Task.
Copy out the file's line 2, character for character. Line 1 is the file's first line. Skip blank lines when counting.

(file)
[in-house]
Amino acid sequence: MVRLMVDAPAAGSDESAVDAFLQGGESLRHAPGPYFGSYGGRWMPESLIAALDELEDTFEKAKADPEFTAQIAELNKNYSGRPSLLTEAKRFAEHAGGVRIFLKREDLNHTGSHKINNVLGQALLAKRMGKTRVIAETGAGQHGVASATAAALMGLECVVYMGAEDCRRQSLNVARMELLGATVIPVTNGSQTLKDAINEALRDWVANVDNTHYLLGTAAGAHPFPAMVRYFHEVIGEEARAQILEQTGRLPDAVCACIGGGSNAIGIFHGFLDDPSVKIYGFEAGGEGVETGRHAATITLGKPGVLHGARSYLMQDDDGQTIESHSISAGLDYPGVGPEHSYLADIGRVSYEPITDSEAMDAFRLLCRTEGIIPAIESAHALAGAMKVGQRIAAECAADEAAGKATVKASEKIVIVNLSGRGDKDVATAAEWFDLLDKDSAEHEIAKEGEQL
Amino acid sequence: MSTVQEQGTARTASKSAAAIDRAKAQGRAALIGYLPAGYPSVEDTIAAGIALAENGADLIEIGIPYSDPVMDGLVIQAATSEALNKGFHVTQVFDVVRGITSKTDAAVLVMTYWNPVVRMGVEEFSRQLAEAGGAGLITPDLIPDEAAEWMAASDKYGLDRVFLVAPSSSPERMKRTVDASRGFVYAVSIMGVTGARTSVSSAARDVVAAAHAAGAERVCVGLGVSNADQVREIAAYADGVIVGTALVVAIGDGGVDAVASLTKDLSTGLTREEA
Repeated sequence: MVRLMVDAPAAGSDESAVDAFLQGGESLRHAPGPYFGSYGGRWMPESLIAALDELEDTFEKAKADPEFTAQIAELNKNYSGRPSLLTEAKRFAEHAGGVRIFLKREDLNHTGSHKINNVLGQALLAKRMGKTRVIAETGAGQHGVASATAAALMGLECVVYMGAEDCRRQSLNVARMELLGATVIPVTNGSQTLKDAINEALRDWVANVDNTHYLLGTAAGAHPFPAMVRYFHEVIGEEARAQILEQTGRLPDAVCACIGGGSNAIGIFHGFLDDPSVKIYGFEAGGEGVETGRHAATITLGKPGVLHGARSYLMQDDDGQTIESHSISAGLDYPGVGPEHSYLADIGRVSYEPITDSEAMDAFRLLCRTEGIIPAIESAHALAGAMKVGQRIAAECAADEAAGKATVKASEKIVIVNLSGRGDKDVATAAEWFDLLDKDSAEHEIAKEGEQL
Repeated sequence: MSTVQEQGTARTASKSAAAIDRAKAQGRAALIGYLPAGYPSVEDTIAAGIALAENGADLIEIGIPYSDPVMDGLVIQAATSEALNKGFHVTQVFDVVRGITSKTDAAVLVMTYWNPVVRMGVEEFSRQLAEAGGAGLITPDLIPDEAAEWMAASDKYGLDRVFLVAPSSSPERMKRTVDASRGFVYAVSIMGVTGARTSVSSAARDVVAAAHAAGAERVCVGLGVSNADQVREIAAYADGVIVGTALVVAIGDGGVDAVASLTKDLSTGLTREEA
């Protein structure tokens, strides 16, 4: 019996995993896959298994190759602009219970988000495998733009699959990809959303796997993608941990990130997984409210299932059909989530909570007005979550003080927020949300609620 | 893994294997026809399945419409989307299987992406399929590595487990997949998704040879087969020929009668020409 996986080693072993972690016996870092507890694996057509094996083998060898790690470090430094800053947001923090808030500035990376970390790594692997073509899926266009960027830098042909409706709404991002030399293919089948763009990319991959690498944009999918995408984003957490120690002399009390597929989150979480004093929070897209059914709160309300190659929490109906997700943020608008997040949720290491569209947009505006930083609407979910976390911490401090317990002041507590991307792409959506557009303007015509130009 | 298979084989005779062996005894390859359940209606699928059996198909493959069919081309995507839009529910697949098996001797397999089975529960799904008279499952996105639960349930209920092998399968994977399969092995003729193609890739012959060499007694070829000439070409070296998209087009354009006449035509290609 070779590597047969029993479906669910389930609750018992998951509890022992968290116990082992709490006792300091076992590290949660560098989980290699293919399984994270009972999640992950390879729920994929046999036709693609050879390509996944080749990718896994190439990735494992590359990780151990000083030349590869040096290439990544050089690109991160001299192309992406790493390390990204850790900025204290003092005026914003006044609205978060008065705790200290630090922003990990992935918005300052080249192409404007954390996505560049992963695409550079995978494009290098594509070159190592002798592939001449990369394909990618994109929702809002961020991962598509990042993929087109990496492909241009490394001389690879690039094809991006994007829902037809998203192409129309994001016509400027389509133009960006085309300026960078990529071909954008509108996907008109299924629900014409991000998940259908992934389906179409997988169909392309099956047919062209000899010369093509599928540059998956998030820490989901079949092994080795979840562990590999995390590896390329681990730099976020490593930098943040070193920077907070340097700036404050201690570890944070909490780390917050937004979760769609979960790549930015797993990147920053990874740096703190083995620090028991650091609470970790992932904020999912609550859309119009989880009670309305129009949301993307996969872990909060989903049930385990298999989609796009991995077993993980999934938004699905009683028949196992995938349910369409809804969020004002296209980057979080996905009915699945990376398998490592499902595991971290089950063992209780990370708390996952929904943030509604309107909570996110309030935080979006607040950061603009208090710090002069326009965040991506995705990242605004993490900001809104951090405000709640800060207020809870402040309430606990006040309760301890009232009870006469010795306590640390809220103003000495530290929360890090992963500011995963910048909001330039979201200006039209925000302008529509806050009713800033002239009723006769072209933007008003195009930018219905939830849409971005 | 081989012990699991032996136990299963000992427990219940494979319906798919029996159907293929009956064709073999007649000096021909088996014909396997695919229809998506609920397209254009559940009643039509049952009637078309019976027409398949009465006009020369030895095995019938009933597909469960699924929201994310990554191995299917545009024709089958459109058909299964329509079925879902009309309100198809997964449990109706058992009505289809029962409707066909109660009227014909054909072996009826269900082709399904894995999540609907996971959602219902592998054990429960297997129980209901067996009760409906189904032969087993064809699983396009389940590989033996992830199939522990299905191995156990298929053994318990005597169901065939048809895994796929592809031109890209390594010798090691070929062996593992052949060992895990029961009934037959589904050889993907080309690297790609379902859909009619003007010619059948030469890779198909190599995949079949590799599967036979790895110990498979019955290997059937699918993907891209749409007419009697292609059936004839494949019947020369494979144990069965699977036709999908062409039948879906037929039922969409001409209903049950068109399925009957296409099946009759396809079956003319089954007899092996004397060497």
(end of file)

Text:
Amino acid sequence: MVRLMVDAPAAGSDESAVDAFLQGGESLRHAPGPYFGSYGGRWMPESLIAALDELEDTFEKAKADPEFTAQIAELNKNYSGRPSLLTEAKRFAEHAGGVRIFLKREDLNHTGSHKINNVLGQALLAKRMGKTRVIAETGAGQHGVASATAAALMGLECVVYMGAEDCRRQSLNVARMELLGATVIPVTNGSQTLKDAINEALRDWVANVDNTHYLLGTAAGAHPFPAMVRYFHEVIGEEARAQILEQTGRLPDAVCACIGGGSNAIGIFHGFLDDPSVKIYGFEAGGEGVETGRHAATITLGKPGVLHGARSYLMQDDDGQTIESHSISAGLDYPGVGPEHSYLADIGRVSYEPITDSEAMDAFRLLCRTEGIIPAIESAHALAGAMKVGQRIAAECAADEAAGKATVKASEKIVIVNLSGRGDKDVATAAEWFDLLDKDSAEHEIAKEGEQL